Following an announcement that " Alberta's green incentives program will be ready by March", the final report of the Alberta Energy Efficiency Advisory Panel has now been released.  The report provides recommendations to the Government of Alberta on the creation of Energy Efficiency Alberta (EEA), a not-for-profit Crown Agency that will support energy efficiency programs and services for homes and businesses.  

The report recommends that one of the four initial programs launched by EEA include the "Small Solar Photovoltaic (PV) Program".  The Small Solar Photovoltaic (PV) program will provide financial incentives to support the installation of solar photovoltaic systems on buildings, including homes, businesses, and community structures, under Alberta's Micro-Generation Regulation. The program will reduce greenhouse gas emissions, generate electricity at the point-of-use, and ensure reliable electricity generation for over 25 years. The financial incentive will lower the cost of installing the solar system and help ensure net financial savings on electricity. The Small Solar PV program builds on programs already available for farms, municipalities, and Indigenous communities. This new program extends the ability to participate in solar PV to the rest of the province.  The report also contains longer-term recommendations including on community-scale renewables which will be the subject of consultation during the coming year.

CanSIA will continue to engage with policy-makers and will advise Members as further details are released.  For further background, view CanSIA's submission to the Alberta Energy Efficiency Advisory Panel and a presentation delivered by Dave Kelly, Chair of the CanSIA Board of Directors, on the role of solar electricity in energy efficiency in Alberta, at the recent Energy Efficiency Alberta Alliance conference in Edmonton.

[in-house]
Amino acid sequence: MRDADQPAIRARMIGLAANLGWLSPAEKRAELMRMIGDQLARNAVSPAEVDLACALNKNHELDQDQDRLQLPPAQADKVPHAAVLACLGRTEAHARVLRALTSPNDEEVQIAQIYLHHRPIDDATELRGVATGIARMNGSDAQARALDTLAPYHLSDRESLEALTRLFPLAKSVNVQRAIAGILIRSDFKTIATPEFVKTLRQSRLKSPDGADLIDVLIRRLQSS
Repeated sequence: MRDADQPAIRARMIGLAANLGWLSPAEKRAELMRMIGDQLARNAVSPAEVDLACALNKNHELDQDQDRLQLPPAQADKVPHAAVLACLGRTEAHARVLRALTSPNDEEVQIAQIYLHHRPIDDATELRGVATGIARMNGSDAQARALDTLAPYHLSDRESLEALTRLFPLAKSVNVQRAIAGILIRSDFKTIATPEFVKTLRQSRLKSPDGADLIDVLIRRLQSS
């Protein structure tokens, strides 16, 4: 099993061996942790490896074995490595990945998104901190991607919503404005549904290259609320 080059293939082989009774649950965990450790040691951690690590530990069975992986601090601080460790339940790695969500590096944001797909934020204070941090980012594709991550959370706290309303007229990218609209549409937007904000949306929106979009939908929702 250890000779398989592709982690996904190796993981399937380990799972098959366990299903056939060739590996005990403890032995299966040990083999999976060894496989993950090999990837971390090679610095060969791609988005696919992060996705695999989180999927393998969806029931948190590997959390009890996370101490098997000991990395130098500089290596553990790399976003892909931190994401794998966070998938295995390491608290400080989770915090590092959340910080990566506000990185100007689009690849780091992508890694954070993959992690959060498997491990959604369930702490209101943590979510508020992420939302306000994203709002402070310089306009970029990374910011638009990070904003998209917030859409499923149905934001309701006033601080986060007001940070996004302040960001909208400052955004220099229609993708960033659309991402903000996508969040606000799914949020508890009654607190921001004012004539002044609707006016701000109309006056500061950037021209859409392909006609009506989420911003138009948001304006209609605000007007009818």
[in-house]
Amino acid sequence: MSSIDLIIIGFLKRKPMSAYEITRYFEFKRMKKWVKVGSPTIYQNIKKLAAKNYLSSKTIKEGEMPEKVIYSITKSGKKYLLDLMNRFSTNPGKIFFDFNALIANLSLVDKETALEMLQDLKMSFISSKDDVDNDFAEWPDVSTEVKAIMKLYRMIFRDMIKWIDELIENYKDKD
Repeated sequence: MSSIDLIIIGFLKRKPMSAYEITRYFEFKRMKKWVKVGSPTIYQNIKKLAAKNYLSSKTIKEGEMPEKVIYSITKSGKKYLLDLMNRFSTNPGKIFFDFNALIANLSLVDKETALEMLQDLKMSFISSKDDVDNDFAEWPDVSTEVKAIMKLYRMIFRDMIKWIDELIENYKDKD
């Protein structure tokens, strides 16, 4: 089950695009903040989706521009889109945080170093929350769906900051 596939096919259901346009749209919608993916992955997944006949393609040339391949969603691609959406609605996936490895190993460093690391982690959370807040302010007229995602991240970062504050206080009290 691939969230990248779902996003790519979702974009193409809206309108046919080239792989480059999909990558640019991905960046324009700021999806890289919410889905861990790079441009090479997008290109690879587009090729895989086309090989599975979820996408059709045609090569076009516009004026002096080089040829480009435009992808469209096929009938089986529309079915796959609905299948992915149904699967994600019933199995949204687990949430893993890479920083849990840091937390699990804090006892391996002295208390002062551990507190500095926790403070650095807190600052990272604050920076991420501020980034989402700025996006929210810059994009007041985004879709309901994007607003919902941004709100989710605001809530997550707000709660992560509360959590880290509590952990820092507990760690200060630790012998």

Pan-Canadian Framework on Clean Growth and Climate Change ReleasedPan
In case you missed it:  throughout 2016, the Federal Government led consultations with the provinces and territories on climate change mitigation and adaptation, carbon pricing and cleantech and jobs.  CanSIA advocated for a variety of measures that would see the solar energy industry playing an important role in contributing to our national strategy to reduce GHG emissions by 30% beneath 2005 levels by 2030.  The " Pan-Canadian Framework on Clean Growth and Climate Change" was released just before the holidays and the recommendations for the electricity sector and built environment are well aligned with the recommendations made by CanSIA including a national price on carbon, a 90% non-emitting electricity goal and the phase-out of coal-fired generation by 2030. With policy directions set, CanSIA is focused on the next phase of the policy development at the federal-level and implementation process and the opportunities that this will bring for the solar industry in Canada.

CanSIA Submits Recommendations on the Ontario Long Term Energy PlanLTEP
On December 16, 2016 CanSIA made our formal recommendations to the Ontario Ministry of Energy with regards to the 2017 Long Term Energy Plan (LTEP). This submission was developed in conjunction with our Ontario's Long Term Energy Plan Strategic Project Advisory Committee.

CanSIA wholly recognizes that Ontario has made great strides in greening the electricity grid, retiring coal, encouraging conservation, making investments in transmission and distribution, and piloting different types of storage and demand side management projects. The costs associated with maintaining and modernizing electricity infrastructure are not insignificant, however, the investment has resulted in a resilient, clean and versatile system which will serve Ontarians well going forward. And while electricity rates have increased, our submission on the LTEP provides a breakdown of how much of the average residential electricity bill is actually attributable to the more than 2 GW of solar installed in the province (roughly 5%).